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Publication numberUS7034439 B2
Publication typeGrant
Application numberUS 10/679,942
Publication dateApr 25, 2006
Filing dateOct 6, 2003
Priority dateApr 6, 2001
Fee statusPaid
Also published asDE10117465A1, DE50209540D1, EP1384308A2, EP1384308B1, US20040140736, WO2003005553A2, WO2003005553A3
Publication number10679942, 679942, US 7034439 B2, US 7034439B2, US-B2-7034439, US7034439 B2, US7034439B2
InventorsHans Richter
Original AssigneeGealan Formteile Gmbh
Export CitationBiBTeX, EndNote, RefMan
External Links: USPTO, USPTO Assignment, Espacenet
Piezo-electric drive and its use for driving heavy loads
US 7034439 B2
Abstract
In a piezoelectric drive comprising clamping piezo packets which are adjacently arranged, under compressive pre-stress, between a reference part and an output part, the reference part is connected to the clamping piezo packets by means of a “semi-rigid” bridging plate, which adapts in a flexible manner to differences in stack height of the piezo packets, in a static state but remains essentially rigid in a dynamic state, that is, at the operating frequency of the drive.
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Claims(2)
1. A piezo-electric drive, comprising a reference part (1) and a drive part (2), a plurality of packets of clamping piezos (3) arranged side-by-side in the form of first stacks of piezo elements disposed between said reference part (1) and said drive part (2) in a pre-compressed state, and engaging said drive part (2) via a clamping shoe (32) a stepping piezo packet (4) connected to said clamping shoe and including second stacks of piezo elements with a stacking direction extending about normal to the stacking direction of the clamping piezo packets (3) so as to be oriented in the direction of the relative movement between the reference part (1) and the drive part (2), said reference part (1) being a common “rigid” support component and at least said packets of clamping piezos (3) being supported in a pre-compressed state on the reference part (1) by a bridging plate (5) which is “semi-rigid”, so as to accommodate in a static state stack height differences of the individual clamping piezo stacks in a bending-elastic manner, but, in a dynamic state at the given operating frequency, is essentially rigid and during a period, in which in each case one group of clamping piezo stacks is electrically de-activated and not expanded and the other group of clamping piezo stacks is electrically activated and expanded, yields under the pre-compression pressure by only a fraction of the piezo expansion length.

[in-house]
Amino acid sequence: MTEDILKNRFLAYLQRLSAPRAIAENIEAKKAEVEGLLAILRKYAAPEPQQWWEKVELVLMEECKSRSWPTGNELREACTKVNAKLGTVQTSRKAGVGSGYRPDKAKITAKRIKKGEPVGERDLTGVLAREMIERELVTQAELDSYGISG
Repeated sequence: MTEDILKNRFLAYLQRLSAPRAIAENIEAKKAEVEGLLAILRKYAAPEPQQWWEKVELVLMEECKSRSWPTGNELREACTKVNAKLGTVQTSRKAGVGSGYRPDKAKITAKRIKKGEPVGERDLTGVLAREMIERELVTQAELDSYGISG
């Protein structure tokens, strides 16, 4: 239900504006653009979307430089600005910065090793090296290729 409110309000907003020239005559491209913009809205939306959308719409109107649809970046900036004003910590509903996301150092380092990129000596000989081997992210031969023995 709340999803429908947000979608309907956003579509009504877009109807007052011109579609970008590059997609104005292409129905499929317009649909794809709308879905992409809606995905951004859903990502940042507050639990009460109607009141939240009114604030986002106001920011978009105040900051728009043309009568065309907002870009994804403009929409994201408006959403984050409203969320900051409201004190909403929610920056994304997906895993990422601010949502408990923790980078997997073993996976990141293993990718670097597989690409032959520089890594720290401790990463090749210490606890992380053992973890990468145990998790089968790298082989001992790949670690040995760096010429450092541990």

2. A piezo-electric drive according to claim 1, wherein the “semi-rigid” bridging plate (5) engages the reference part (1) under the pre-compression pressure in a resilient manner and the free ends of the clamping piezo stacks (3) engage the drive part (2).
Description

This is a Continuation-in-Part application of international application PCT/DE02/01270 filed Apr. 8, 2002 and claiming the priority of German application 101 17 465.9 filed Apr. 6, 2001.

BACKGROUND OF THE INVENTION

The invention relates to a piezo electric drive, particularly for relatively high drive forces or, respectively, drive power.

Such a piezo-electric drive may be used as a rotary drive wherein a relative rotational movement between a reference part and a drive part is generated as well as a linear drive wherein a linear or quasi-linear displacement movement between a reference part and an output part is generated.

The main field of use of the invention is its use as a control drive wherein high operating forces must be generated for example for the actuation of vehicle brakes.

The basic concept of such a piezo electric drive is disclosed, for example, in DE Gebrauchsmuster 94 19 802.